To Sum Up

If you are seeking additional relief for your chronic pain, you might want to consider doing some extra research and giving one of these mind-body therapies a try. The scientific evidence is mixed, so some of these might work for you while others might not. If you decide to give one of these a go, let your physician know, and together, you and your healthcare providers can create an integrative treatment plan.

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Article written by: Shannon Sims, PhD

About the Author

Shannon Sims, PhD, Professor at Saybrook University’s College of Integrative Medicine and Health Sciences in the department of Mind-Body Medicine. Dr. Sims is also an integrative wellness coach and mind-body specialist with Aila Health where she focuses on supporting Long COVID and other chronic illness patients in their journey to greater wellness.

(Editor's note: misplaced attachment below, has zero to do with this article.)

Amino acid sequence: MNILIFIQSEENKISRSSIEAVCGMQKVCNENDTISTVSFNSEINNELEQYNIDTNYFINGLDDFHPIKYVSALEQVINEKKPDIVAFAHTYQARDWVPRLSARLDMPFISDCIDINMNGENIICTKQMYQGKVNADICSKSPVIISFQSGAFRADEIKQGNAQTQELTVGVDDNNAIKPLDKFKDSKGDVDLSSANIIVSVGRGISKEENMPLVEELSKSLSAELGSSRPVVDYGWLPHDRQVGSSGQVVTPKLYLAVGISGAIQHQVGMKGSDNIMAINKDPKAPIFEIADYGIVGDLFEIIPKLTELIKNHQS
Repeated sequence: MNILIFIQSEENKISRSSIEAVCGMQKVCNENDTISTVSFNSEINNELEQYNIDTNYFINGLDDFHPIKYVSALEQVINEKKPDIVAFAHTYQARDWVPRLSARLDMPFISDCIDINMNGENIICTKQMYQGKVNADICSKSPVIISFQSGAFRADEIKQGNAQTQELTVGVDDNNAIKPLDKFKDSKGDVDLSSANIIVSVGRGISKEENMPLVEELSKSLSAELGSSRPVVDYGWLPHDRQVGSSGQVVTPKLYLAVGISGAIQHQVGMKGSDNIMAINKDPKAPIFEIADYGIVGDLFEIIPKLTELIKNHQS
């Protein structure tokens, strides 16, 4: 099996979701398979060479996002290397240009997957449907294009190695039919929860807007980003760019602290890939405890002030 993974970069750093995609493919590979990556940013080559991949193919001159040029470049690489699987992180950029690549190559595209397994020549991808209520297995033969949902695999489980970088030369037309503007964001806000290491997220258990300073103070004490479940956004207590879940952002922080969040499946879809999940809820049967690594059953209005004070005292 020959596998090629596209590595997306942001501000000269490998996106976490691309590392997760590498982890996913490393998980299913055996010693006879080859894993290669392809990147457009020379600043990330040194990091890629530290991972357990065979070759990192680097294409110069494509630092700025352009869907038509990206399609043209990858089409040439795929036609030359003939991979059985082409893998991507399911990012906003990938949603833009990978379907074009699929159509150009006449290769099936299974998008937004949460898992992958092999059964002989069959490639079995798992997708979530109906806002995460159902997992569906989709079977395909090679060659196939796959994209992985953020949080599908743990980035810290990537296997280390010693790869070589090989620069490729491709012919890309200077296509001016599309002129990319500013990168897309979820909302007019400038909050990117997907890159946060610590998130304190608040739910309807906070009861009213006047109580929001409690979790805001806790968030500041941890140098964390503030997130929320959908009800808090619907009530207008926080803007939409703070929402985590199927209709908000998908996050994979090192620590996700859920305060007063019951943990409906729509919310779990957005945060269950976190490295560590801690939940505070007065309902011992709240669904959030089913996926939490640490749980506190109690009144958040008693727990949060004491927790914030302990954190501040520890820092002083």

Important note: The article presented here is strictly intended for providing information about the disease. It does not provide medical advice, diagnosis, or treatment. This content is not intended to be a substitute for professional medical advice, diagnosis, or treatment. Always seek the advice of your physician or other qualified healthcare provider with any questions you may have regarding a medical condition. Never disregard professional medical advice or delay in seeking it because of something you have read on this or any other Aila Health information source. The opinions expressed in this (and all other) Aila articles are intended to spark insightful and educated discussion about issues pertaining to chronic pain.